An important study was recently published by Laura Kubzansky of the Harvard School of Public Health and her colleagues. They looked at longitudinal data from a diverse sample of individuals from the Providence area, They goal was to investigate whether childhood personality characteristics predicted adult physical health. Research participants were 569 individuals originally studied at age 7 and then decades later at age 35.
Childhood personality characteristics were measured by raters who observed the children and how they actually behaved. Adult health was assessed in two ways: the individual's own judgment of his or her health as excellent, good, fair, or poor, and the number of doctor-diagnosed serious illnesses, like heart disease, diabetes, cancer, asthma, arthritis, stroke, bleeding ulcer, tuberculosis, and hepatitis.
Statistical analyses included the usual suspect controls (e.g., childhood health, childhood family socioeconomic status, gender, and ethnicity). Even with these controls, two childhood personality characteristics predicted adult health assessed by self-report and by diagnosed illnesses. Children high on attention - defined as staying focused on a task and persisting at problem solving - had better health as adults, as did children low on distress-proneness - defined as reacting to events with negative emotions, These associations were modest in size but reliable and rather remarkable given all the other factors that can and do affect physical health.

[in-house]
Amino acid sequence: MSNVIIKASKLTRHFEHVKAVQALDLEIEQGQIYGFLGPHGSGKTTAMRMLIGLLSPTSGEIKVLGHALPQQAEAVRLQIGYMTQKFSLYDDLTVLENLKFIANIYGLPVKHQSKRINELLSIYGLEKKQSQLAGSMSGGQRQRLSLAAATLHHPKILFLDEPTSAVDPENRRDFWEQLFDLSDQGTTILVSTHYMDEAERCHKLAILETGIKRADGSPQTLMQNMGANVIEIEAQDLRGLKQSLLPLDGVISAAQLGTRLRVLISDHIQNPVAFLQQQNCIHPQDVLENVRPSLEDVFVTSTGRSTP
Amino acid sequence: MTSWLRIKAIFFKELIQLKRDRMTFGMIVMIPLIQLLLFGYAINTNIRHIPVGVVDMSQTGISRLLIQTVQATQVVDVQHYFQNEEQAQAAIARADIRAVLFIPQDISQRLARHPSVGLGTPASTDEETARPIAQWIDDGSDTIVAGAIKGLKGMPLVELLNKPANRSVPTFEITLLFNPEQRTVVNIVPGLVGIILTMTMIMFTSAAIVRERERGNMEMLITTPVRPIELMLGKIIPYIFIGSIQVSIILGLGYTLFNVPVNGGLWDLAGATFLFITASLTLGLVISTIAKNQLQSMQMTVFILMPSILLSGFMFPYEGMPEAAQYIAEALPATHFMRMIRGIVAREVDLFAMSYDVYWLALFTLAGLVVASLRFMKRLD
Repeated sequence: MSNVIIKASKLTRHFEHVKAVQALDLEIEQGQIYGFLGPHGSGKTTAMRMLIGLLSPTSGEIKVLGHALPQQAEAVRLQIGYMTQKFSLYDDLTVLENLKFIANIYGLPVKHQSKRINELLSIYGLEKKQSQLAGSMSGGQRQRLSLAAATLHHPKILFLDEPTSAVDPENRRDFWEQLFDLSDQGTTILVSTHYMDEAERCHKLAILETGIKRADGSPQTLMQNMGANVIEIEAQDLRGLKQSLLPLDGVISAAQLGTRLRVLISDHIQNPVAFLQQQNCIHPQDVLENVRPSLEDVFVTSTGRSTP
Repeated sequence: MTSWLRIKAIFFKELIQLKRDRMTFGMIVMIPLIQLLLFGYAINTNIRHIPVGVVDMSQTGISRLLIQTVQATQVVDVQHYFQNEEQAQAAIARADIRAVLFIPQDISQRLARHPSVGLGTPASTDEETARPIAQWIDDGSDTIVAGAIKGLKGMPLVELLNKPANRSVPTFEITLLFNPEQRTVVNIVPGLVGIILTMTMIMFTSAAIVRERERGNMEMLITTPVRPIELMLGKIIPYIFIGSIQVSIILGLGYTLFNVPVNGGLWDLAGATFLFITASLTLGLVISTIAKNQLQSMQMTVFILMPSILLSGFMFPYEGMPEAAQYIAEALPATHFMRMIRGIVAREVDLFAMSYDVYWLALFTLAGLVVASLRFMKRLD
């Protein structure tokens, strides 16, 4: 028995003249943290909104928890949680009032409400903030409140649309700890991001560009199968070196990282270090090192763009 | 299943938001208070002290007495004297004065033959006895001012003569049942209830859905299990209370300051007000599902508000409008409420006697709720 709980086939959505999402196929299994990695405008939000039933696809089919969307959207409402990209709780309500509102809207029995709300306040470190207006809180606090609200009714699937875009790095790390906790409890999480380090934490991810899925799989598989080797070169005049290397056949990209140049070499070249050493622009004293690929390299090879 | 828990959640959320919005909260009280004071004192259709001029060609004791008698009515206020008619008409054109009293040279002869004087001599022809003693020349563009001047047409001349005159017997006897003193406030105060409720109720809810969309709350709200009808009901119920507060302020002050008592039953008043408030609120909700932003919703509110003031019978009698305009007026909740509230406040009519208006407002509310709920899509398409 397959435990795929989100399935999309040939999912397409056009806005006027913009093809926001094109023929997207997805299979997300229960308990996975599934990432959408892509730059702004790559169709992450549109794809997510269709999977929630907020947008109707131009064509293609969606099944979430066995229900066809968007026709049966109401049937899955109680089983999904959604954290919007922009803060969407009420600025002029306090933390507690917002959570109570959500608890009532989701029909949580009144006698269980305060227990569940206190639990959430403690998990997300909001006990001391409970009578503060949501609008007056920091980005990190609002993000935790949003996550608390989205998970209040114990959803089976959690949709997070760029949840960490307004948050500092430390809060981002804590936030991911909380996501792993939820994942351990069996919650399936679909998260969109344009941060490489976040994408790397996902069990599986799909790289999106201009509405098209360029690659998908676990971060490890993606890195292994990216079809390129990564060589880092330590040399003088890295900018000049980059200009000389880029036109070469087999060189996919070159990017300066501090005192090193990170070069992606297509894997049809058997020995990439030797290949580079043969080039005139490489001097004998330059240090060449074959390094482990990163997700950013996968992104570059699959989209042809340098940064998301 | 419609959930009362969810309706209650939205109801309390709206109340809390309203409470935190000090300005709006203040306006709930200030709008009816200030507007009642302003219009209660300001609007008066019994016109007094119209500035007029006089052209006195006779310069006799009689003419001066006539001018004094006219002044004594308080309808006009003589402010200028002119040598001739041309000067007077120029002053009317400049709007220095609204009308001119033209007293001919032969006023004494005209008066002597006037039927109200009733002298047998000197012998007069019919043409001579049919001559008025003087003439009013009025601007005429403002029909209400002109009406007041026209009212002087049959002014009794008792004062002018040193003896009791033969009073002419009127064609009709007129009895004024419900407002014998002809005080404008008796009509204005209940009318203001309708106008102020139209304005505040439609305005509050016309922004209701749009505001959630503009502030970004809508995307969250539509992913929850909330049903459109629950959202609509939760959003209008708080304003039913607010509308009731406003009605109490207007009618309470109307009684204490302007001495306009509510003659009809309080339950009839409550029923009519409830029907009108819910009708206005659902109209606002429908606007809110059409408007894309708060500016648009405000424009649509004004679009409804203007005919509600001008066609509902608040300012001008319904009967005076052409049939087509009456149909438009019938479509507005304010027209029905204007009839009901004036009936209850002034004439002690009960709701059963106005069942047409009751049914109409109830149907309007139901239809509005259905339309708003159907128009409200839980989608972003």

When our parents told my brother and me as children to "pay attention" and to "be happy" we should have heeded their advice. Of course, the advice would have been more helpful if they had also told us how to pay attention and how to be happy, but this is where contemporary positive psychology is useful. As researchers turn their attention to deliberate interventions that cultivate components of the good life, practical strategies are indeed being identified.
The implication of the research by Kubzansky and colleagues is that it may never be too early to start to use these strategies. Indeed, as these researchers themselves concluded, early interventions may pay more dividends than later ones because the behavior of children may be easier to change and further because the passage of time can set into operation unhealthy spirals.
Kubzansky, L. D., Martin, L. D., & Buka, S. L. (2009). Early manifestations of personality and adult health: A life course perspective. Health Psychology, 28, 364-372.